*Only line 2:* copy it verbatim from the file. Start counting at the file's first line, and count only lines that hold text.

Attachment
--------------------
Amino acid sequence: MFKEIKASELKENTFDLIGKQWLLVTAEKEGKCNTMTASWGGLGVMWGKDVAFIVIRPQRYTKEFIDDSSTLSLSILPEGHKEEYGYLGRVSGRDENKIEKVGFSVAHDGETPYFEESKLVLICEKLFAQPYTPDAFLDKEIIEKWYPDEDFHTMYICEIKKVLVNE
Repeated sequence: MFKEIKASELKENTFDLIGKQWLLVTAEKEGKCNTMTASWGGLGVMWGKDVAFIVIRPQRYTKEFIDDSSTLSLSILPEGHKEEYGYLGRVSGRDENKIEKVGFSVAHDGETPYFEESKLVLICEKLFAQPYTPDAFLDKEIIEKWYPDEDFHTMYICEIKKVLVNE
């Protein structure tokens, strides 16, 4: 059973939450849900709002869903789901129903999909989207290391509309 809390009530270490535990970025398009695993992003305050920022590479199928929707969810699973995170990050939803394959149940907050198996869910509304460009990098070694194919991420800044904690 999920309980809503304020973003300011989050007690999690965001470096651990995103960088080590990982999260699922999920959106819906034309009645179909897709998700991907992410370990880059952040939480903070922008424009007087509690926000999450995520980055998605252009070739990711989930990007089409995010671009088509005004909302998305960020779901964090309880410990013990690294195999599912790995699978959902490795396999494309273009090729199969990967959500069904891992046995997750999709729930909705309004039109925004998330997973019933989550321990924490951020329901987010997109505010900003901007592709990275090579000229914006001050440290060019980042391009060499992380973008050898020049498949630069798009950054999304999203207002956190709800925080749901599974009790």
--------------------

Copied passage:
Repeated sequence: MFKEIKASELKENTFDLIGKQWLLVTAEKEGKCNTMTASWGGLGVMWGKDVAFIVIRPQRYTKEFIDDSSTLSLSILPEGHKEEYGYLGRVSGRDENKIEKVGFSVAHDGETPYFEESKLVLICEKLFAQPYTPDAFLDKEIIEKWYPDEDFHTMYICEIKKVLVNE